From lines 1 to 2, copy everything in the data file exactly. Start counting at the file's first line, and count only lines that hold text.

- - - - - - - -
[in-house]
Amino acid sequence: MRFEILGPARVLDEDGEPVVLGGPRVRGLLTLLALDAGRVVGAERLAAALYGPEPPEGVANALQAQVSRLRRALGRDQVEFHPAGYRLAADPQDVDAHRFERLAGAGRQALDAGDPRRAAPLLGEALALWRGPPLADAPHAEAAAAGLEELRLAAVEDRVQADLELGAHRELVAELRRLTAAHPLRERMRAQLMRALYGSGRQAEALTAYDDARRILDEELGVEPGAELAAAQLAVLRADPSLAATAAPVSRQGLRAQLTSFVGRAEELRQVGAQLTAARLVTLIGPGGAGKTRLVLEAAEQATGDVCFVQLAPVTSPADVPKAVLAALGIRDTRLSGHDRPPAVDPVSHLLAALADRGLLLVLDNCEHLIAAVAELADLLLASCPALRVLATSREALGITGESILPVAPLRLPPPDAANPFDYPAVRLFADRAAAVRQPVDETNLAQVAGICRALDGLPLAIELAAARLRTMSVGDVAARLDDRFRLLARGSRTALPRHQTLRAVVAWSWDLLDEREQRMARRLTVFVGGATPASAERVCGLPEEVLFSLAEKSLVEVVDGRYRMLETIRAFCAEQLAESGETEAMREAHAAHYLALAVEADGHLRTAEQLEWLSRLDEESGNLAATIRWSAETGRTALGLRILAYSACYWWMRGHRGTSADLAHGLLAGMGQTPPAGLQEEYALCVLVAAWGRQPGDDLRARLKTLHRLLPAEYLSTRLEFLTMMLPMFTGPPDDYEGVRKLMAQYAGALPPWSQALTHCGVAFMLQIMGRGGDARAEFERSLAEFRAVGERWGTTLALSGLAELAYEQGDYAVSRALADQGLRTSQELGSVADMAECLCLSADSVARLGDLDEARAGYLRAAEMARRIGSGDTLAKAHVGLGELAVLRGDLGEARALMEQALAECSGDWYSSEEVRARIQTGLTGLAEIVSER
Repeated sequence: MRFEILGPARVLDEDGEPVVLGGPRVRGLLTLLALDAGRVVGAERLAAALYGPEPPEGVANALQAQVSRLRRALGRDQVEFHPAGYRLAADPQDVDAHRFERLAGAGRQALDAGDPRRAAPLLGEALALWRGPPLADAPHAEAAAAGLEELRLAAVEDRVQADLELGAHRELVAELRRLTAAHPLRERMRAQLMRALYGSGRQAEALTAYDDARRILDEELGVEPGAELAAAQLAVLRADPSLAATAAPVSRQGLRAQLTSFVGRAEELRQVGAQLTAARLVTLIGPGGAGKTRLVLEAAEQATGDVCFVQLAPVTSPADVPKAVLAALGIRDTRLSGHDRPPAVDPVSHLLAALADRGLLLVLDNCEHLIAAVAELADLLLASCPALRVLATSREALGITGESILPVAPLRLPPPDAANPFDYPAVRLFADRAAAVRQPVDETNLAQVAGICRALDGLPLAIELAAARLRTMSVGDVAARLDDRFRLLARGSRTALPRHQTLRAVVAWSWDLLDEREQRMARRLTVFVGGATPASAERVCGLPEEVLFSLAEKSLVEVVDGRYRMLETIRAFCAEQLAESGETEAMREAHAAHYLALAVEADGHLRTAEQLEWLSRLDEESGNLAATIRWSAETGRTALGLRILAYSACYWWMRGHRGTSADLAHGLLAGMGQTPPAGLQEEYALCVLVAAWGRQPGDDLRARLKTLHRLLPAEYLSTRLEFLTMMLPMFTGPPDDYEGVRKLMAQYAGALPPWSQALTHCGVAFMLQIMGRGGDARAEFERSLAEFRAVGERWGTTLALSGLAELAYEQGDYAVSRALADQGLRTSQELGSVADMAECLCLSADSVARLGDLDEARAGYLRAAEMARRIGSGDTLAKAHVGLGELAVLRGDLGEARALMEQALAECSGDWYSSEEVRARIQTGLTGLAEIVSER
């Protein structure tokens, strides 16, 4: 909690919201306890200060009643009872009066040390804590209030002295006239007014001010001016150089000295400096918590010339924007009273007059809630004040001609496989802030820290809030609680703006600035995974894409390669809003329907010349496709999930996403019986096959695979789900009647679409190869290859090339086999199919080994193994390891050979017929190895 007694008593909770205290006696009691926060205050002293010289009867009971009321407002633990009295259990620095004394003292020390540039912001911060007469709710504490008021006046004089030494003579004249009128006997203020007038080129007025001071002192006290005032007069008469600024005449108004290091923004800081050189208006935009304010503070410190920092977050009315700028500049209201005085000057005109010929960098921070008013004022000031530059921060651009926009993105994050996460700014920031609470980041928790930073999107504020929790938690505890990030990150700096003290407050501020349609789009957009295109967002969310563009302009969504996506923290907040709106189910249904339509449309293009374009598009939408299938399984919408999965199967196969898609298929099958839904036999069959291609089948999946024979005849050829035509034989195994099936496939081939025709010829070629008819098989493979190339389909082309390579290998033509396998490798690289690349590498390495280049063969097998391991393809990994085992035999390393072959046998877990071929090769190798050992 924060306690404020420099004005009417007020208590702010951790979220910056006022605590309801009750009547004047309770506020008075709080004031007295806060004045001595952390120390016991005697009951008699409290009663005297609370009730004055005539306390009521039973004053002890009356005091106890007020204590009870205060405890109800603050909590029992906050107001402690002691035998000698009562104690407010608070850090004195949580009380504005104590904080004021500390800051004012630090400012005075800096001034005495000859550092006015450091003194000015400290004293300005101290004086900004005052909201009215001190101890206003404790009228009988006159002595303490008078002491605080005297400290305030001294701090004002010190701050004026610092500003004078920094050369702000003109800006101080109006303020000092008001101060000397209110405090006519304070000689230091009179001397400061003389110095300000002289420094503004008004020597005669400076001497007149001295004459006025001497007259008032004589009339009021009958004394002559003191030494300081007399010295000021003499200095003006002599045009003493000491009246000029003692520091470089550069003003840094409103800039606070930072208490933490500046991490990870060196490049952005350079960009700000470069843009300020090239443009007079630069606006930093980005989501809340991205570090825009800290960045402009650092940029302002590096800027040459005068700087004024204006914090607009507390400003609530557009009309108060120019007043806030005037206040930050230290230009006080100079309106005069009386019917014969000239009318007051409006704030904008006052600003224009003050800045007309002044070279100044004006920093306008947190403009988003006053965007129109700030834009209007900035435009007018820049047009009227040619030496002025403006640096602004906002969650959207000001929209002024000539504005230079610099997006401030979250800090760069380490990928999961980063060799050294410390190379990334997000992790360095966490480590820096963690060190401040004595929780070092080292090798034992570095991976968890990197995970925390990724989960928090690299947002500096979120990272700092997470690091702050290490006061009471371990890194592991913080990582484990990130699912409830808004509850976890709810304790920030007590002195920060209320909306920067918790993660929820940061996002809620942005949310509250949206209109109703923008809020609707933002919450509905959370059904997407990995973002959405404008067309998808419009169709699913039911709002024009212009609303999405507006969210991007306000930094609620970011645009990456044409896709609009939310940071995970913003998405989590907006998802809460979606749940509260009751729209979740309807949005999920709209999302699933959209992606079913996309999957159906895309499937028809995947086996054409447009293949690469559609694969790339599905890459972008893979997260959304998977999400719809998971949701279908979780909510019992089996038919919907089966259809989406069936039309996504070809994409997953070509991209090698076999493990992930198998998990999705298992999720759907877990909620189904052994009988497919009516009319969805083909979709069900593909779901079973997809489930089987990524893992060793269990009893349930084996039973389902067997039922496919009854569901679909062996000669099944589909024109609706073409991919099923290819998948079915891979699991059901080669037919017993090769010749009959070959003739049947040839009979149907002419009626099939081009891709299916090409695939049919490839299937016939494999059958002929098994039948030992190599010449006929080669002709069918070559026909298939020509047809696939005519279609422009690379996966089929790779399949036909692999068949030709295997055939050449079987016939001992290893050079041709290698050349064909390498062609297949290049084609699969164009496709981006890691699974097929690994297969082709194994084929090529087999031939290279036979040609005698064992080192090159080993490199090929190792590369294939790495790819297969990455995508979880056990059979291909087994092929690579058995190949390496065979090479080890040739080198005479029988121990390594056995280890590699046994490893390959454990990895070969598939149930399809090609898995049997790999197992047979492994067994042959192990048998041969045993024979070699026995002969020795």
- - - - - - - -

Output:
[in-house]
Amino acid sequence: MRFEILGPARVLDEDGEPVVLGGPRVRGLLTLLALDAGRVVGAERLAAALYGPEPPEGVANALQAQVSRLRRALGRDQVEFHPAGYRLAADPQDVDAHRFERLAGAGRQALDAGDPRRAAPLLGEALALWRGPPLADAPHAEAAAAGLEELRLAAVEDRVQADLELGAHRELVAELRRLTAAHPLRERMRAQLMRALYGSGRQAEALTAYDDARRILDEELGVEPGAELAAAQLAVLRADPSLAATAAPVSRQGLRAQLTSFVGRAEELRQVGAQLTAARLVTLIGPGGAGKTRLVLEAAEQATGDVCFVQLAPVTSPADVPKAVLAALGIRDTRLSGHDRPPAVDPVSHLLAALADRGLLLVLDNCEHLIAAVAELADLLLASCPALRVLATSREALGITGESILPVAPLRLPPPDAANPFDYPAVRLFADRAAAVRQPVDETNLAQVAGICRALDGLPLAIELAAARLRTMSVGDVAARLDDRFRLLARGSRTALPRHQTLRAVVAWSWDLLDEREQRMARRLTVFVGGATPASAERVCGLPEEVLFSLAEKSLVEVVDGRYRMLETIRAFCAEQLAESGETEAMREAHAAHYLALAVEADGHLRTAEQLEWLSRLDEESGNLAATIRWSAETGRTALGLRILAYSACYWWMRGHRGTSADLAHGLLAGMGQTPPAGLQEEYALCVLVAAWGRQPGDDLRARLKTLHRLLPAEYLSTRLEFLTMMLPMFTGPPDDYEGVRKLMAQYAGALPPWSQALTHCGVAFMLQIMGRGGDARAEFERSLAEFRAVGERWGTTLALSGLAELAYEQGDYAVSRALADQGLRTSQELGSVADMAECLCLSADSVARLGDLDEARAGYLRAAEMARRIGSGDTLAKAHVGLGELAVLRGDLGEARALMEQALAECSGDWYSSEEVRARIQTGLTGLAEIVSER